This is my response to the Weekly Writing Challenge Collecting Detail from the Daily Post.
Today, I finally got around to tackling more of my Christmas shopping. I am now off work for the Christmas break, and my kids are all busy doing other things today, so I have the day TO MYSELF. Once upon a time, when the kids were small, I used to only be able to dream about this. I used to fantasize about how I would spend an hour by myself, let alone six or seven. This past summer, my entire household unexpectedly left town on me for two days and nights, and I had too much time to myself–I actually felt lonely. (You can read about that here.) Today, though, knowing that they will all be back for the regular bustle of suppertime and evening activities, I felt myself able to relax. It’s drizzly outside today, and while I drove from our home outside of town, to downtown, to the shopping centre at the edge of town, the shrouding mist was like a calming blanket over everything. Headlights emerged slowly out of the heavy gray air, and traffic seemed to move in slow motion. My mind responded in kind: now I have two whole weeks off, the work-related stress seems to have fallen away, and I can focus on the time ahead with my family.
My last stop before leaving town was at the music store. It goes without saying that this is one of my favourite places. Everyone in the house now plays an instrument, and although we range from proficient to beginner, we’ve actually started to manage to play together like we might be a real family band someday. We have a pianist/keyboardist, two guitarists, a fiddler, a drummer and even a bass player. Five out of six of us are comfortable with singing, too, so maybe this will really happen, provided we can all get along long enough to practice regularly together. You know how it sometimes goes, with family. But I digress. At the music store, I was picking up a few music-related Christmas presents, of course, and a few necessities. My mic cable died an unexplained death earlier this week, and I needed to replace a patch cord. While I was shopping, a couple of seasoned musicians were laughing with the store owner about the “old days”, before anti-smoking laws, when they used to play at a local tavern with a hopping music scene. “At 9 o’clock when you started, you could see the doors to the washrooms across the bar, but by 11 o’clock you couldn’t anymore.” (I can just imagine what their gear would have smelled like, too.) I used to love playing at the local Legion with the band I belonged to for a number of years. That was one of the gigs I missed the most, after leaving. The room was full of mostly older patrons, including many long-married couples who would have had a story or two to tell about getting through the tough times. I loved watching them move around the dance floor, wondering and imagining what those stories might be. I grew to recognize a lot of them, and occasionally still talk to some of them when I see them around town. I don’t really have time for that kind of gigging right now, but it was fun while it lasted.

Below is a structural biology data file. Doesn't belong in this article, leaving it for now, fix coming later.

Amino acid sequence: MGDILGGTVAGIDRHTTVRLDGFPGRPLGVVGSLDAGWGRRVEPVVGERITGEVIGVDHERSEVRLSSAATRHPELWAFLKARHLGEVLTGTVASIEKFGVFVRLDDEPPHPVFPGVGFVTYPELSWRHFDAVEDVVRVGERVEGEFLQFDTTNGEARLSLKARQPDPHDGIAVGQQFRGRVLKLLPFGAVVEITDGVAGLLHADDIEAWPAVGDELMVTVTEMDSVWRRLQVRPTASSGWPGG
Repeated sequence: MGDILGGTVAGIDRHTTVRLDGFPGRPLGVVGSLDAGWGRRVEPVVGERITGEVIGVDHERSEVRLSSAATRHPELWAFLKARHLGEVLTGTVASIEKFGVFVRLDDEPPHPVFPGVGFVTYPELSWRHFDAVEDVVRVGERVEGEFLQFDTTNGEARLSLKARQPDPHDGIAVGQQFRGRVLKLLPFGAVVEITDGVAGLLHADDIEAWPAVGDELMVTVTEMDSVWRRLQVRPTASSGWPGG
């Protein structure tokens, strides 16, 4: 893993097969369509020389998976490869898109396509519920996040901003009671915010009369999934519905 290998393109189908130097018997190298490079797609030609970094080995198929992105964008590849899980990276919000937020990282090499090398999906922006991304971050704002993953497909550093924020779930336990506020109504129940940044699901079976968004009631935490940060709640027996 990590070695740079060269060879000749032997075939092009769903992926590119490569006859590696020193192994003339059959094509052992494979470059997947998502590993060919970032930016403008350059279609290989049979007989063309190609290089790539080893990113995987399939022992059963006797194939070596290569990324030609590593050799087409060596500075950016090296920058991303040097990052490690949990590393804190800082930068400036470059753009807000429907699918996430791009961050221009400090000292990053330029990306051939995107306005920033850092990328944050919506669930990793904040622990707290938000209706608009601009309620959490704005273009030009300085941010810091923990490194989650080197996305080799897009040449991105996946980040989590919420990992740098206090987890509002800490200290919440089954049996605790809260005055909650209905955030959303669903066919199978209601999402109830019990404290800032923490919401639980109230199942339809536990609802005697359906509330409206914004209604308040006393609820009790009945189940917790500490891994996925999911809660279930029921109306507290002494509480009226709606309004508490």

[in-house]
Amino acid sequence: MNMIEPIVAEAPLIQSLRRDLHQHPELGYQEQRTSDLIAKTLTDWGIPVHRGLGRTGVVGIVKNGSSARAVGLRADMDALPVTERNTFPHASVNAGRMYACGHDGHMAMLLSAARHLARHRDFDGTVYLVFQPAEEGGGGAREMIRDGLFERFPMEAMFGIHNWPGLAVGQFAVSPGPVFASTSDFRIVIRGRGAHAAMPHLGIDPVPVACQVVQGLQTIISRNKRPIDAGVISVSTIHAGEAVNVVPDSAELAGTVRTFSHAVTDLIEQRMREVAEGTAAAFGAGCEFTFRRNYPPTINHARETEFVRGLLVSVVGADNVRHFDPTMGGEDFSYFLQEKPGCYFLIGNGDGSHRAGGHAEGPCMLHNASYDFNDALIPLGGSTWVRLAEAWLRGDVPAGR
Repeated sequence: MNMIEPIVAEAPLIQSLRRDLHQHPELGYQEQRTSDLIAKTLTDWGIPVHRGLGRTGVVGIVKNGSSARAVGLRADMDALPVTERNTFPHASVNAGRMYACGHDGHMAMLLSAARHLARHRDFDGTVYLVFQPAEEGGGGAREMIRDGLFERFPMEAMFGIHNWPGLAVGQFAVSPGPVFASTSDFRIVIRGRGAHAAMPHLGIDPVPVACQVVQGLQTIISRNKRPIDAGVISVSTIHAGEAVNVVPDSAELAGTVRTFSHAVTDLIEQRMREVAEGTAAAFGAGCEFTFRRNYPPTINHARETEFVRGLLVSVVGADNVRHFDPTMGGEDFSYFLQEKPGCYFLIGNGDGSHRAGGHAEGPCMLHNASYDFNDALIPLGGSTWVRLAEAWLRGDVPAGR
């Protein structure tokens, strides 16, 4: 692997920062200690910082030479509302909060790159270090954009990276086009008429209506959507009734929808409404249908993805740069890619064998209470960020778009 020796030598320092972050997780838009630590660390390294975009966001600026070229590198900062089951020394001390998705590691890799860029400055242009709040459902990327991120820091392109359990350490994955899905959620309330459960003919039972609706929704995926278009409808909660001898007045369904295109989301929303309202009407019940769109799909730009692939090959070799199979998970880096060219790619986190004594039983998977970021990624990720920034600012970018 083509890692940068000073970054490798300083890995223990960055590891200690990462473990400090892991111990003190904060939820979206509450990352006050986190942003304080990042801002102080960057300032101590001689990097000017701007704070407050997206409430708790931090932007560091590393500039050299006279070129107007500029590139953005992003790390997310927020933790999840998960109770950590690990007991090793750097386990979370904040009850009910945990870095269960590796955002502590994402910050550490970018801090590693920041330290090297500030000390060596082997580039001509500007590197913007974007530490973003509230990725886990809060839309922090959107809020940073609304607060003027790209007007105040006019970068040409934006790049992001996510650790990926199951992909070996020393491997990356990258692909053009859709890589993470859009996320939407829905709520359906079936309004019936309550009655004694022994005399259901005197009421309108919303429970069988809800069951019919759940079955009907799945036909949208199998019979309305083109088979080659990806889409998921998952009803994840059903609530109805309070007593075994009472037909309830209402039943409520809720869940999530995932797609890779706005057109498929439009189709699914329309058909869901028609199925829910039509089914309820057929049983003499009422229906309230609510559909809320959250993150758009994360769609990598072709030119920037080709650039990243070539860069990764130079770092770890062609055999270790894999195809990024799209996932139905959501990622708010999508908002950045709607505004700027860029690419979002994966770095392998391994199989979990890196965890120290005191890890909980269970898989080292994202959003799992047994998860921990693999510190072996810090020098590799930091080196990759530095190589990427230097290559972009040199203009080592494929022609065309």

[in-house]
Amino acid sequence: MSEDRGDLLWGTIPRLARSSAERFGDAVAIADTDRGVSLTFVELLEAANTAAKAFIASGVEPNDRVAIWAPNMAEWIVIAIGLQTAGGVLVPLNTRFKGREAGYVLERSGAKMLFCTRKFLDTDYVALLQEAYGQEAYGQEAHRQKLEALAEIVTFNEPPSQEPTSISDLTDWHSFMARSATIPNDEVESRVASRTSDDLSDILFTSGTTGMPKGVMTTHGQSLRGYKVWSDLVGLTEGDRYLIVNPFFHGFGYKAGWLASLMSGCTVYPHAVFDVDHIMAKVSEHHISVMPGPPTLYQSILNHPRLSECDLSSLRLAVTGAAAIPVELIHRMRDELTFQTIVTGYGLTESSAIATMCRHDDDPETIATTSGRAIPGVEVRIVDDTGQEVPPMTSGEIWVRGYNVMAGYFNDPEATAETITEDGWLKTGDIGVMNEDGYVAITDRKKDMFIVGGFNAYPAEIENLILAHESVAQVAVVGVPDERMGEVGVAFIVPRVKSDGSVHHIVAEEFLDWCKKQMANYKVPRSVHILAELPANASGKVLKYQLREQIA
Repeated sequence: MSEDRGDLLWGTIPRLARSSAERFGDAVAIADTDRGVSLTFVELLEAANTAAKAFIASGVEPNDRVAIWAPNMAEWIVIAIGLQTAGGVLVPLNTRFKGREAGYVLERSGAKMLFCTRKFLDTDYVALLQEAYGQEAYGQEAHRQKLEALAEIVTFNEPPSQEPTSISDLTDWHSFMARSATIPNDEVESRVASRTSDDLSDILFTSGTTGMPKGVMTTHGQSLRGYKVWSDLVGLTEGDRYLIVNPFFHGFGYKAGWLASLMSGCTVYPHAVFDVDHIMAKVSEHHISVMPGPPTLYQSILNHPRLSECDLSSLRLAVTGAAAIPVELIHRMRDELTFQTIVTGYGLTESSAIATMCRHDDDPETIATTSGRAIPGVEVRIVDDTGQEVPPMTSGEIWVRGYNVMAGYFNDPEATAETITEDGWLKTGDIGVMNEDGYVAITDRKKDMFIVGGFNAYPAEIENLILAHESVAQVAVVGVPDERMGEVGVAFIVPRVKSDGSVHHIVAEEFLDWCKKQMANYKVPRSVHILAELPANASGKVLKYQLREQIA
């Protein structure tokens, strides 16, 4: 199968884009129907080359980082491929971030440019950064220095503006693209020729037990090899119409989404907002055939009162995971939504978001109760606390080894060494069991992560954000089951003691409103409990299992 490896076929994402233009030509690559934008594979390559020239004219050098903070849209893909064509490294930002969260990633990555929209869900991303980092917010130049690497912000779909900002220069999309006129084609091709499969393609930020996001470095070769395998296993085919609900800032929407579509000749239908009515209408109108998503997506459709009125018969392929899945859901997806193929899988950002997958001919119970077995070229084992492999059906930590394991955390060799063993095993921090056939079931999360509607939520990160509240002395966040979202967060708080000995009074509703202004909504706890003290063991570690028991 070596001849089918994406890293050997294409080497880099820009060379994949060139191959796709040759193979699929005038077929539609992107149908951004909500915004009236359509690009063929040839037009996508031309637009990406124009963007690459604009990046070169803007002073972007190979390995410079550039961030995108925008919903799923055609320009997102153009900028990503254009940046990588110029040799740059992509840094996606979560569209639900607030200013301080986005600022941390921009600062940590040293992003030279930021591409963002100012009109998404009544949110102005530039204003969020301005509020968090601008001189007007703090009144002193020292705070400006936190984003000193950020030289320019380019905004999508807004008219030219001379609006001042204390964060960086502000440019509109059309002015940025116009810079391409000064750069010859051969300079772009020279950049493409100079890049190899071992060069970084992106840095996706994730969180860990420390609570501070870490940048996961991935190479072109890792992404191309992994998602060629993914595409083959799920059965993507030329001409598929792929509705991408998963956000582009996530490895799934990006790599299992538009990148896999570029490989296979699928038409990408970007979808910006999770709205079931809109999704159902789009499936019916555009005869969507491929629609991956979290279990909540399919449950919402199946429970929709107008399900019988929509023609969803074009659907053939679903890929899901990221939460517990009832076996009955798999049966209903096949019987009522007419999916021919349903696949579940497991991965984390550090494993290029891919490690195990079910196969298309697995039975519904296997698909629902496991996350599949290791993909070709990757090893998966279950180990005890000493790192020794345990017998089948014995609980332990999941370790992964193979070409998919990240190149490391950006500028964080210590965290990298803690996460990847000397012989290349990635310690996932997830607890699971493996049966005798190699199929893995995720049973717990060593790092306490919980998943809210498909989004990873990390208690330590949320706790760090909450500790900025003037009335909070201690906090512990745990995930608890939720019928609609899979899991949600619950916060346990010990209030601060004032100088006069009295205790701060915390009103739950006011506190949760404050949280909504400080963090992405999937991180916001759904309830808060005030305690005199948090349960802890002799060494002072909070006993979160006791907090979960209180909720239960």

On the way home, the misty drizzle continued, and I found myself driving more slowly than usual, but not because of road conditions. The roads were surprisingly good. Instead, I found myself marvelling at the trees as they drew themselves out of the haze. Some trees were strong, sturdy and imposing; others were delicate and even lacy. Trees never reveal themselves to us like this in the summertime. Seeing them in the winter, without their protective cover, their structure is simply beautiful. As I drew close to my driveway, there was one particular tree that I knew I would not see emerge from the mist. So many ash trees have died in our area, due to an invasive pest, that some of our landmark trees have simply disappeared from the landscape. Our property is no different.
The veil of haze and mist became the uniting theme as I collected detail today, but it doesn’t end there. I know that in spite of my plans, my goals, and my efforts, there is a fog obscuring the future. Sometimes it’s frustrating, but I don’t really wish for that fog to clear. Whether there are more good times than bad ahead, or more difficulties than triumphs, I don’t know, and I don’t really want to know right now. I’m going to leave it in God’s hands, and do my best to make it through this day, this week, this month. I will trust that somehow, I’ll make it through whatever comes at me.